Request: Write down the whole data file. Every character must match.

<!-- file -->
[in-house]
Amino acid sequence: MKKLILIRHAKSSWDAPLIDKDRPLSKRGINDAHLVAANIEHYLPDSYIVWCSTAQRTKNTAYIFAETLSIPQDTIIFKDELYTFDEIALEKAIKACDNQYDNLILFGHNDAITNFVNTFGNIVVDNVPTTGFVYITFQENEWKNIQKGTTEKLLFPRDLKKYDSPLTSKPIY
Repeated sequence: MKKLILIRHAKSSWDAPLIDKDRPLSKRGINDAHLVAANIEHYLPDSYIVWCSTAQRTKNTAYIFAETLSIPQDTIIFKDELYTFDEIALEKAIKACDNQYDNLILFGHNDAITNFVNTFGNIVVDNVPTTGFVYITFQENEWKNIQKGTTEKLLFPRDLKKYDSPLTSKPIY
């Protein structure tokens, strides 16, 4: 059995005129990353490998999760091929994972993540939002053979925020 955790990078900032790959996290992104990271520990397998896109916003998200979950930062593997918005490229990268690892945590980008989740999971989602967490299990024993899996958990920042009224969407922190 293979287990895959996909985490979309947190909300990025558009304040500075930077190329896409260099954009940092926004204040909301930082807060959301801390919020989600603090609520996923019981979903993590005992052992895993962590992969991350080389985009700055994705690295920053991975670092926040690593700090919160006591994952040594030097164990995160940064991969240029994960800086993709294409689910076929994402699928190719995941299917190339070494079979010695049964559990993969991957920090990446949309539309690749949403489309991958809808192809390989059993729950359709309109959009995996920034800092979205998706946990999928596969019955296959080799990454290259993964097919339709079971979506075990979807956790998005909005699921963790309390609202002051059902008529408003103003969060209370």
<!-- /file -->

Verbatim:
[in-house]
Amino acid sequence: MKKLILIRHAKSSWDAPLIDKDRPLSKRGINDAHLVAANIEHYLPDSYIVWCSTAQRTKNTAYIFAETLSIPQDTIIFKDELYTFDEIALEKAIKACDNQYDNLILFGHNDAITNFVNTFGNIVVDNVPTTGFVYITFQENEWKNIQKGTTEKLLFPRDLKKYDSPLTSKPIY
Repeated sequence: MKKLILIRHAKSSWDAPLIDKDRPLSKRGINDAHLVAANIEHYLPDSYIVWCSTAQRTKNTAYIFAETLSIPQDTIIFKDELYTFDEIALEKAIKACDNQYDNLILFGHNDAITNFVNTFGNIVVDNVPTTGFVYITFQENEWKNIQKGTTEKLLFPRDLKKYDSPLTSKPIY
């Protein structure tokens, strides 16, 4: 059995005129990353490998999760091929994972993540939002053979925020 955790990078900032790959996290992104990271520990397998896109916003998200979950930062593997918005490229990268690892945590980008989740999971989602967490299990024993899996958990920042009224969407922190 293979287990895959996909985490979309947190909300990025558009304040500075930077190329896409260099954009940092926004204040909301930082807060959301801390919020989600603090609520996923019981979903993590005992052992895993962590992969991350080389985009700055994705690295920053991975670092926040690593700090919160006591994952040594030097164990995160940064991969240029994960800086993709294409689910076929994402699928190719995941299917190339070494079979010695049964559990993969991957920090990446949309539309690749949403489309991958809808192809390989059993729950359709309109959009995996920034800092979205998706946990999928596969019955296959080799990454290259993964097919339709079971979506075990979807956790998005909005699921963790309390609202002051059902008529408003103003969060209370």